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SQLAndy

I'm Andy Warren, currently a SQL Server trainer with End to End Training. Over the past few years I've been a developer, DBA, and IT Director. I was one of the original founders of SQLServerCentral.com and helped grow that community from zero to about 300k members before deciding to move on to other ventures.

Transparent, Translucent, or Opaque? Whats Your Strategy?

It's a couple weeks old, but there was a mild blog roar over some comments from Microsoft about wanting to be translucent rather than transparent. I think their reasoning is sound; no company should want or need to disclose the smallest detail about their business, their plans, internal arguments, or their minor failures. Is that imagement management? Sure. Spin control? Not necessarily, but sometimes. Evil? Certainly not!

I used to work for a teleservices company in the IT side, and we bid on a lot of projects - and didn't win them all of course. Would it have helped us - or our potential customers - if we posted every bid and the results? One could argue it might if we won all of them, but short of that, what would prospective customers take away from that list? That we were mildly successful? Hugely successful? Maybe easier to judge if we post the estimated dollar value of each contract? Or would they consider the company to be failing because it won only a small number of bids, not seeing that to win would have required losing money.

What about salaries? Would it help your customers if they knew what everyone made? Or would they be fighting to get the cheapest DBA on staff to work on their project, or arguing that the salary was out of line with local norms.

The blog post was about external communications. There's a different level of communication required for existing customers, for serious partners, and for employees. In all cases translucency is a valid strategy, and more useful than most believe at the team level. Why? Suppose you set up a team blog and update it once a week, putting in the 3 biggest things that happened that week. How often is one of those three going to be negative? One assumes that most teams don't have that many negatives, so each week you get 2 positive things to say, plus a negative that you can partially convert to positive by showing what happened, what went wrong, and what you're doing to fix it. Showing negatives is a great way to earn credibility, but showing positives is a great way to highlight - subtly - your teams achievements. We wouldn't want to announce every time someone came to work late, got a routine raise, injected a minor bug, etc, etc.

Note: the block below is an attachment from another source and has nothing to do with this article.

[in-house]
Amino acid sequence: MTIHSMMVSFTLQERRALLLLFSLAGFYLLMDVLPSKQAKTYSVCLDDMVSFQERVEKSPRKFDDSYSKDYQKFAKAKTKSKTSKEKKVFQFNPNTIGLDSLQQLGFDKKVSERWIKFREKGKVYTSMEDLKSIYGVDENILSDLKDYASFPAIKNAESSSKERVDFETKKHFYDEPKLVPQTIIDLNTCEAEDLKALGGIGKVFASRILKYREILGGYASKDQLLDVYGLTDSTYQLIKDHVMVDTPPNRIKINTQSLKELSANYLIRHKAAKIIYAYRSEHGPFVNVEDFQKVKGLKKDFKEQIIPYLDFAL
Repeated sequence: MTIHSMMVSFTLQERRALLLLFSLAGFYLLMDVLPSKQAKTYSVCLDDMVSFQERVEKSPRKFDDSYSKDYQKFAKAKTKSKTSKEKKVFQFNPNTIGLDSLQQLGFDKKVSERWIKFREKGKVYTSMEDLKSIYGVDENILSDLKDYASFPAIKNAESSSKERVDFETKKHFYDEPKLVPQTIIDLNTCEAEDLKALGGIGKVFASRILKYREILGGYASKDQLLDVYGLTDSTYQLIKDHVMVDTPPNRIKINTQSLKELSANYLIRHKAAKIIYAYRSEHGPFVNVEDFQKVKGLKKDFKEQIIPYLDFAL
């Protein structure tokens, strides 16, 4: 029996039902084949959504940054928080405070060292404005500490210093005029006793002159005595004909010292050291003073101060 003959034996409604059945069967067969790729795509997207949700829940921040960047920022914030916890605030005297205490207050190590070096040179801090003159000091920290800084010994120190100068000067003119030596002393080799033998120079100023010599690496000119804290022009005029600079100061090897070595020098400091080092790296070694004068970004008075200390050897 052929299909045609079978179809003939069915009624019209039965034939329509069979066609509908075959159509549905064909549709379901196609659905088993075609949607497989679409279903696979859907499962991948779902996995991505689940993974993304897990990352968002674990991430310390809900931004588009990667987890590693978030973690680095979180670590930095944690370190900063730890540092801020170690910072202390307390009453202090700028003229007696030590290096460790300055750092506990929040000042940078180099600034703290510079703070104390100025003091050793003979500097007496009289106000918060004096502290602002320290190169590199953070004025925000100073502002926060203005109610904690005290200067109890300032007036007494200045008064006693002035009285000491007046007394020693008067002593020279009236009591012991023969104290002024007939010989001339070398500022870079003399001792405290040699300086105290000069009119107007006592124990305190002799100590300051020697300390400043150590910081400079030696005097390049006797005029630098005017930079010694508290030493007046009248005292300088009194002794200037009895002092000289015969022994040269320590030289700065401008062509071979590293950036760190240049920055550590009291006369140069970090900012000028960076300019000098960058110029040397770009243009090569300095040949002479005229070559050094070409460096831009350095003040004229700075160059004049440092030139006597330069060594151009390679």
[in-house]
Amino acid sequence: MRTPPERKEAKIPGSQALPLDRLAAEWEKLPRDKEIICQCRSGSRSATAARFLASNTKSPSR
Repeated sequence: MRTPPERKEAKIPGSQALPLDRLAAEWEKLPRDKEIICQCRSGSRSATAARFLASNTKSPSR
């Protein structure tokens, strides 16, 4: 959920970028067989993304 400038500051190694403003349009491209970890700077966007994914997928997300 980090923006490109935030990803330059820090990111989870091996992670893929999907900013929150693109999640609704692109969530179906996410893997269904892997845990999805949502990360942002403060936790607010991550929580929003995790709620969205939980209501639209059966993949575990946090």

If the subject interests you try reading Transparency: How Leaders Create a Culture of Candor, or my article from last year on IT Transparency

Comments

Posted by dbenoit on 20 June 2008

Andy,

Great post and I couldn't agree more. I remeber having a manager that constantly told me all the woes of the company and the problems with upper management. I was constantly discouraged thinking that there was no real leadership in the organization. With that being said, there is a necessity to be positive on many things, not to ignore the negatives, we all know they are there, but to communicate the positive things as well.

I once had a friend who pulled out a blank piece of white paper and drew a small black dot on the center of it. Then he asked me "what do you see". I quickly replied "a black dot, of course". He said, "no, a big piece of white paper with a small black dot on it". Perspective is 90% of our attitude and as a company it is often better to present a positive perspective than a negative one.

So, thanks for the blog. Truly appreciate your comments.

David

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